Re: Confused about non-virtual functions
On Mon, 23 Jun 2003 23:34:51 GMT, Robert William Vesterman
>I'm confused about the purpose of non-virtual functions. As I
>understand it, if you have a class E that extends a class B and
>overrides a non-virtual function f(), then the f() that actually gets
>called for an E object depends upon whether that E object is known as
>an E or as a B at the time of the call.
>I don't understand what's useful about this ambiguity in what the f()
>of an E is. Could someone please give me an example of why it would
>I don't mean "useful as opposed to virtual functions". I mean "useful
>as opposed to not allowing non-virtual functions to be overridden in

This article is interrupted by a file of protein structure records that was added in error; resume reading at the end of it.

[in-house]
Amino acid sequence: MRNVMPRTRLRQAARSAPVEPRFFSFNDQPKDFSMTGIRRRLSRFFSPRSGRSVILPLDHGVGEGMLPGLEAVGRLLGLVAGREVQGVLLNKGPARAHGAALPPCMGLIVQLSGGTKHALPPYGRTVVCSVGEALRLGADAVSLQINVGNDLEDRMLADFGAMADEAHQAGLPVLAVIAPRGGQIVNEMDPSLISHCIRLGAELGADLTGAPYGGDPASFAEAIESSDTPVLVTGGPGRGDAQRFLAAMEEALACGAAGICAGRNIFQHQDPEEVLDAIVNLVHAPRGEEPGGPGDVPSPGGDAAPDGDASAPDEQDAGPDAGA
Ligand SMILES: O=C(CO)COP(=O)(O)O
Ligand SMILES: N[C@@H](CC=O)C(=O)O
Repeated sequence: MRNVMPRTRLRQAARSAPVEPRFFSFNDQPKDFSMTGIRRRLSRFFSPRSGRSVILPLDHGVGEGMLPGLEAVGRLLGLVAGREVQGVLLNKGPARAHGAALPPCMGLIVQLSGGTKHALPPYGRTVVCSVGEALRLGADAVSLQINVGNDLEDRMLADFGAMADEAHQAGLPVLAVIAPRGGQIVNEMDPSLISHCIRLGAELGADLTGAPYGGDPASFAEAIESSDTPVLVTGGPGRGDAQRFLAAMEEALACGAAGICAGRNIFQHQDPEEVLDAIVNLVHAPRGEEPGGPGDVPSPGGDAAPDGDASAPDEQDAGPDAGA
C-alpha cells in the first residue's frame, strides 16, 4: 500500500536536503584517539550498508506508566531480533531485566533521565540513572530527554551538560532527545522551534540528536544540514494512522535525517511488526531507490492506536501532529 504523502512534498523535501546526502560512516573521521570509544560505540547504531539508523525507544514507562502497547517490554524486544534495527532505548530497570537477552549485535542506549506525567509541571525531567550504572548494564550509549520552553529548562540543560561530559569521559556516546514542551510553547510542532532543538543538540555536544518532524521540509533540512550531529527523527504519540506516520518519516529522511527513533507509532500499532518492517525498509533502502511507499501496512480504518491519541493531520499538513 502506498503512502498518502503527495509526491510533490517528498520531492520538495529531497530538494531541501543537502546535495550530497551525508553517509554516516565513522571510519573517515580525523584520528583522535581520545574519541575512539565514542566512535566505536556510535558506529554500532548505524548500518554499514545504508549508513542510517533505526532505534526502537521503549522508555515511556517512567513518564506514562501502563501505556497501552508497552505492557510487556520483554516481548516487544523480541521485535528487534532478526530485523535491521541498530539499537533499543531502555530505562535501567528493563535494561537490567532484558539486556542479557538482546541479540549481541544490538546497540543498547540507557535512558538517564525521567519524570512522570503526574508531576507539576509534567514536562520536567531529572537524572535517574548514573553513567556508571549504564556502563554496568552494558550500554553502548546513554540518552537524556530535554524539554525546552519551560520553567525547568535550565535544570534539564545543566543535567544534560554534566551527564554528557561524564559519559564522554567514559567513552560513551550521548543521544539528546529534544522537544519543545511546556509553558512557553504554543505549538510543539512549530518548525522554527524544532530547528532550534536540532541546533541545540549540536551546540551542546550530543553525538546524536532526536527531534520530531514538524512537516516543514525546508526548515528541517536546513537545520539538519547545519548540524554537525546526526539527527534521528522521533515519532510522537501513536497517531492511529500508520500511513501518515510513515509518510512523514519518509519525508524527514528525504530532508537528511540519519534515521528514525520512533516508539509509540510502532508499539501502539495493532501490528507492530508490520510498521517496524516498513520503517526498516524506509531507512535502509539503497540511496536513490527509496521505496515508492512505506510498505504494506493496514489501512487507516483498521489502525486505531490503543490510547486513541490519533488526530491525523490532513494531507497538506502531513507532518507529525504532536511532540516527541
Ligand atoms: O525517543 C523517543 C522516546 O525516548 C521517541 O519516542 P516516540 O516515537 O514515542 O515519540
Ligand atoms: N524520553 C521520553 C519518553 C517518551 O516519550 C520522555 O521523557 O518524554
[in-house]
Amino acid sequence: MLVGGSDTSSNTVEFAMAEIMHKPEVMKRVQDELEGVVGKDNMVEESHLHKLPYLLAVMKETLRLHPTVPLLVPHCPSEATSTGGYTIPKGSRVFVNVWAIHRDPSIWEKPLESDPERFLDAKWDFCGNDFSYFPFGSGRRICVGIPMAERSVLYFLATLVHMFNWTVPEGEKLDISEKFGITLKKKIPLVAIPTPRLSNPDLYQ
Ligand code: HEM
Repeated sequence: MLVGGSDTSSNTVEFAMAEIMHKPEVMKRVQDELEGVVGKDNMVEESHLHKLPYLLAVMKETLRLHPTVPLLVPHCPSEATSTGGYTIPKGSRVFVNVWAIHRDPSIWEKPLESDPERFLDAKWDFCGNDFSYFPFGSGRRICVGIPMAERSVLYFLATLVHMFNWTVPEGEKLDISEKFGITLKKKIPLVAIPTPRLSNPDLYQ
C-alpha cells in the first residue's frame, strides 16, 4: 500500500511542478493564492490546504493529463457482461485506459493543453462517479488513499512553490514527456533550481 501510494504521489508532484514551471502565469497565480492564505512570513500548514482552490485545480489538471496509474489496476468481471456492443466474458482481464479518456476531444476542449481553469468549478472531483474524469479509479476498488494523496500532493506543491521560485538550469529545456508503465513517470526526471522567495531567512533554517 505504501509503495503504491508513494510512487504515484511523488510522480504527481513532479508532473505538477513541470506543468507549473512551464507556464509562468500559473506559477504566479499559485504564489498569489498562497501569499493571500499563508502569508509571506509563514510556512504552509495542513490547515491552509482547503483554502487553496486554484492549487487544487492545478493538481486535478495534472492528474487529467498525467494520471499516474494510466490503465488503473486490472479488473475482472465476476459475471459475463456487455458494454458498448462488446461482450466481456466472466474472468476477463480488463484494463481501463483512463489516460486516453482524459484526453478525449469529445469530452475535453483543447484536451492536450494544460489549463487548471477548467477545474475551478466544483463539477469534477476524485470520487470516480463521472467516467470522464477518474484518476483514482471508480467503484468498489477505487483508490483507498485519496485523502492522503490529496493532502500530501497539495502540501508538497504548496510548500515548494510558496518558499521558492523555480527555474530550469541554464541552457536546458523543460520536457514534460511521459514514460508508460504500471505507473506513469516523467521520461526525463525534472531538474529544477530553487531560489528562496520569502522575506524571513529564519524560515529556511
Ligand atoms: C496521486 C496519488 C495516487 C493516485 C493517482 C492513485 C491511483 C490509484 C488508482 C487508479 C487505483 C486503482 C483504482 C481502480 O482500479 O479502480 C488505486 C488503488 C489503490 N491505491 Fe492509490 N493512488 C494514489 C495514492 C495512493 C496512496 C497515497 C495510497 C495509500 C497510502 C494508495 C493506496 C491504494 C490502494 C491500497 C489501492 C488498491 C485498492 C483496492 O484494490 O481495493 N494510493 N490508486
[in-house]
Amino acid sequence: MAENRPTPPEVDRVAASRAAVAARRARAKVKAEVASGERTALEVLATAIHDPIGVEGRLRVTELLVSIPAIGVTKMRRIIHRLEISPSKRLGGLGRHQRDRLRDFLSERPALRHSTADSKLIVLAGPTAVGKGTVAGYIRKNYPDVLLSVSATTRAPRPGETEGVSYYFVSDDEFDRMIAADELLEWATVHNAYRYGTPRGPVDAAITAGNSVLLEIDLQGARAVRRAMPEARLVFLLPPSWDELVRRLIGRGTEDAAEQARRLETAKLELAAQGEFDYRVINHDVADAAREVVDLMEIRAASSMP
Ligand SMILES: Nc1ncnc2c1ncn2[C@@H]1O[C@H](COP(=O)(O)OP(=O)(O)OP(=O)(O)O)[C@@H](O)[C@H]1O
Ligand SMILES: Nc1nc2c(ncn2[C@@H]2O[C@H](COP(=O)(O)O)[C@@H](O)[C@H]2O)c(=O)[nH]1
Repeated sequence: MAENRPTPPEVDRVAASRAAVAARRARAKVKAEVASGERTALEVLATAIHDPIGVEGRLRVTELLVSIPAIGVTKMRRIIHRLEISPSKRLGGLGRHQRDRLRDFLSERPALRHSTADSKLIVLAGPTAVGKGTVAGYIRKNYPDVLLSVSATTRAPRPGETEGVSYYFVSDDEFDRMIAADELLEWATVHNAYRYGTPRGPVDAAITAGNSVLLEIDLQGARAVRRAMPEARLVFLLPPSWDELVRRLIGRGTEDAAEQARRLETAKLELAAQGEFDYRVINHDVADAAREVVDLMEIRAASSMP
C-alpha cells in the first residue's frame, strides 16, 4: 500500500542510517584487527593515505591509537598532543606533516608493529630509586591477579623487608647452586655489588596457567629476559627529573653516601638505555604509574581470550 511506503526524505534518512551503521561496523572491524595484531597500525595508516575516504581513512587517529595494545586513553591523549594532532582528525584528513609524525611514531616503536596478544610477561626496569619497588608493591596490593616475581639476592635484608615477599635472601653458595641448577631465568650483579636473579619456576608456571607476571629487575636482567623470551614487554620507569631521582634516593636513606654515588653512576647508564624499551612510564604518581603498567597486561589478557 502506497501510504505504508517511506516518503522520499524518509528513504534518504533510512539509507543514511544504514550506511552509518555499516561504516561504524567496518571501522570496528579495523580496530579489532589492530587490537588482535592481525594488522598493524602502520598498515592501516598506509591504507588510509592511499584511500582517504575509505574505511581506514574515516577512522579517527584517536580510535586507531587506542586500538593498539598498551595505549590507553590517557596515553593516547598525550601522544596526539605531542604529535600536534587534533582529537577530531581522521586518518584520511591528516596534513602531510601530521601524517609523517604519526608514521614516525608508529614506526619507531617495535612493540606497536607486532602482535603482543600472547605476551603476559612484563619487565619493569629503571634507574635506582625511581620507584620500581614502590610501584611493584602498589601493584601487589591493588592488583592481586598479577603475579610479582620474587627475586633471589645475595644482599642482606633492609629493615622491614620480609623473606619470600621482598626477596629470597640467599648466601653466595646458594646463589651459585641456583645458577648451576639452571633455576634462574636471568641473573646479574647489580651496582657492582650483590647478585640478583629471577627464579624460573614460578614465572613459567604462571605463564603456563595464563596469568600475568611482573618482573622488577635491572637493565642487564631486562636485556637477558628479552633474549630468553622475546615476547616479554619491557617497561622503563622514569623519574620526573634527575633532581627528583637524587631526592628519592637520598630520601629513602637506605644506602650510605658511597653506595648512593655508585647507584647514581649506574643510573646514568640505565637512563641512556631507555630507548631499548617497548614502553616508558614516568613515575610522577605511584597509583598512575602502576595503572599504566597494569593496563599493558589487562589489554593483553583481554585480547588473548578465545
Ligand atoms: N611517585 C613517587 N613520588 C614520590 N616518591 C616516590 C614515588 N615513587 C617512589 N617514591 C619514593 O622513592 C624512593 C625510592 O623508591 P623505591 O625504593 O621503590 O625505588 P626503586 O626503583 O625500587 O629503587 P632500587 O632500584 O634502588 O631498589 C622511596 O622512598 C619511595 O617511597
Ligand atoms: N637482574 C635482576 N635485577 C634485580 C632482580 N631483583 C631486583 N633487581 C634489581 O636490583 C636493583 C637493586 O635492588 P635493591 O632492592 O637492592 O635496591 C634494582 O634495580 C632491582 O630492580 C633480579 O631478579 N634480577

>the first place".
>That is, imagine a language C++--, which is identical to C++ except
>that non-virtual functions cannot be overridden. What's an example of
>a case where C++ is more useful, or nicer, or cleaner, or safer, or
>more whatever, than C++--?
There's one case where I've used it - optimization. Basically, the
hiding derived class function has exactly the same behaviour as the
base class function, but uses knowledge of the derived class to
optimize the operation.
Called through the base class pointer it will still work, but if you
call it through a pointer of derived class type, it will run faster.
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